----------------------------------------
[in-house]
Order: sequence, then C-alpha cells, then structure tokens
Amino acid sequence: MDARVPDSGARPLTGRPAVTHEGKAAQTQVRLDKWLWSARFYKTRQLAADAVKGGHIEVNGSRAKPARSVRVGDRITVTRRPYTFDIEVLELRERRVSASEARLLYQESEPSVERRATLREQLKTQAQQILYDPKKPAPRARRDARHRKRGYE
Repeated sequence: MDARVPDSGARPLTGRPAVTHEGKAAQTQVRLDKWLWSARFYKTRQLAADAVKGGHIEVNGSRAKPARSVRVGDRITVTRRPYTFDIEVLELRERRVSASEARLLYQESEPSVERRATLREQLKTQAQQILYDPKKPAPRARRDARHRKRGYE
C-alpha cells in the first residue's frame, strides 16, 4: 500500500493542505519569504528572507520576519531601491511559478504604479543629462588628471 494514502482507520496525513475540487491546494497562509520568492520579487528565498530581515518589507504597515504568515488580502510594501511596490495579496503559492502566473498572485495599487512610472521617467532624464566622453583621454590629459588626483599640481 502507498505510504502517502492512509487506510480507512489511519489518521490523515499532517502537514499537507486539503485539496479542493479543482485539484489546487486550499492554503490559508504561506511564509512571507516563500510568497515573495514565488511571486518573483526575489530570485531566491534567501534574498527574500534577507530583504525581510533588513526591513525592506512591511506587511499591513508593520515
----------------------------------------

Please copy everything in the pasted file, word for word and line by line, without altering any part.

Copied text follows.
[in-house]
Order: sequence, then C-alpha cells, then structure tokens
Amino acid sequence: MDARVPDSGARPLTGRPAVTHEGKAAQTQVRLDKWLWSARFYKTRQLAADAVKGGHIEVNGSRAKPARSVRVGDRITVTRRPYTFDIEVLELRERRVSASEARLLYQESEPSVERRATLREQLKTQAQQILYDPKKPAPRARRDARHRKRGYE
Repeated sequence: MDARVPDSGARPLTGRPAVTHEGKAAQTQVRLDKWLWSARFYKTRQLAADAVKGGHIEVNGSRAKPARSVRVGDRITVTRRPYTFDIEVLELRERRVSASEARLLYQESEPSVERRATLREQLKTQAQQILYDPKKPAPRARRDARHRKRGYE
C-alpha cells in the first residue's frame, strides 16, 4: 500500500493542505519569504528572507520576519531601491511559478504604479543629462588628471 494514502482507520496525513475540487491546494497562509520568492520579487528565498530581515518589507504597515504568515488580502510594501511596490495579496503559492502566473498572485495599487512610472521617467532624464566622453583621454590629459588626483599640481 502507498505510504502517502492512509487506510480507512489511519489518521490523515499532517502537514499537507486539503485539496479542493479543482485539484489546487486550499492554503490559508504561506511564509512571507516563500510568497515573495514565488511571486518573483526575489530570485531566491534567501534574498527574500534577507530583504525581510533588513526591513525592506512591511506587511499591513508593520515